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ISSN: 1734-1922
Archives of Medical Science
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vol. 13
Letter to the Editor

Henoch-Schönlein purpura in a pediatric patient with lupus

Peng Hu
Bao Yu Huang
Dong Dong Zhang
Guang Mei Jiang
Si Yan Liu
Xun Xia
Jie Cai

Arch Med Sci 2017; 13, 3: 689–690
Online publish date: 2017/04/20
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Systemic lupus erythematosus (SLE) is a chronic autoimmune connective tissue disease (CTD). It can involve multiple systems and lead to significant mortality. Of all cases, 10% to 20% occur in the first two decades of life, with an incidence of 0.3–0.9 per 100,000 children-years and a prevalence of 3.3–8.8 per 100,000 children [1]. Children suffering from SLE have a more aggressive clinical course when compared with their adult counterparts [2]. In addition, it has been reported that approximately 6% to 12% juvenile-onset SLE patients may develop other concomitant CTDs within a few months, such as juvenile idiopathic arthritis, dermatomyositis, polymyositis, scleroderma and Crohn’s disease [3]. In the present report, we encountered a pediatric patient who suffered from Henoch-Schönlein purpura (HSP) at 3 months after diagnosis of SLE.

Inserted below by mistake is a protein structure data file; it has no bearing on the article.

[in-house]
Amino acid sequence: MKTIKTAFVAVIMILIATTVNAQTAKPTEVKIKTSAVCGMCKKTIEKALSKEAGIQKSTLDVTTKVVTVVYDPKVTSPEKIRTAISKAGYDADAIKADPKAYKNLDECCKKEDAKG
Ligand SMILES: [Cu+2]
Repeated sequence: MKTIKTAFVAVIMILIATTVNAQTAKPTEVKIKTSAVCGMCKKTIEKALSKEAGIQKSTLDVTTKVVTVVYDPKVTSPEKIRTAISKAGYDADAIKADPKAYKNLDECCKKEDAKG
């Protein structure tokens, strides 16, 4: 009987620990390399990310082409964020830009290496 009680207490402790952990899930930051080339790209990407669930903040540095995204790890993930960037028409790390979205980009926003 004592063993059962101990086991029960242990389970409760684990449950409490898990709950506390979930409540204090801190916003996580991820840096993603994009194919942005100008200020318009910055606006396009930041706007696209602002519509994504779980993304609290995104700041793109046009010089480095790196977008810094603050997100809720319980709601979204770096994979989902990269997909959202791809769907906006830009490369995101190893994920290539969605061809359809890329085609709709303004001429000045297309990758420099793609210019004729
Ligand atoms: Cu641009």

A 9-year-old girl was first referred to our department in October 2014 for fever, facial butterfly erythema and polyarthralgia. The subsequent autoimmune and serologic workup came back positive for antinuclear antibody (ANA) at a titer of 1 : 3200, positive anti-double-stranded DNA (anti-dsDNA), anti-Smith antibody (anti-SM), and low complements C3 (0.21 g/l) and C4 (0.01 g/l). Her initial blood counts were as follows: white blood cells 2.54 × 109/l, red blood cells 3.27 × 1012/l, hemoglobin 87 g/l, and platelets 112 × 109/l. Other blood chemistry findings were erythrocyte sedimentation rate (ESR) 34 mm/h, C-reactive protein (CRP) 12 mg/l, and serum ferritin 559.90 µg/l. Urine analysis and renal function were normal. Based on the above clinical and laboratory findings, she was diagnosed with active SLE and treated with a course of pulse methylprednisolone 15 mg/kg/day for 3 days and subsequently converted to high-dose oral prednisone (2 mg/kg/day). After 7 days of hospitalization, the fever, facial butterfly erythema and polyarthralgia gradually resolved. Three months later, the patient presented to our department again with complaints of intermittent abdominal pain, hemafecia, and purpuric rash on her lower limbs (Figure 1). Laboratory analyses revealed leucocytosis (19.18 × 109/l), thrombocytosis (399 × 109/l) and an increased plasma level of immunoglobulin A (IgA, 4.24 g/l). The former high-titer ANA, positive anti-dsDNA and anti-SM, and hypocomplementemia were still existent. On these grounds, our patient was diagnosed as having SLE coexisting with HSP. After receiving the second course of pulse...

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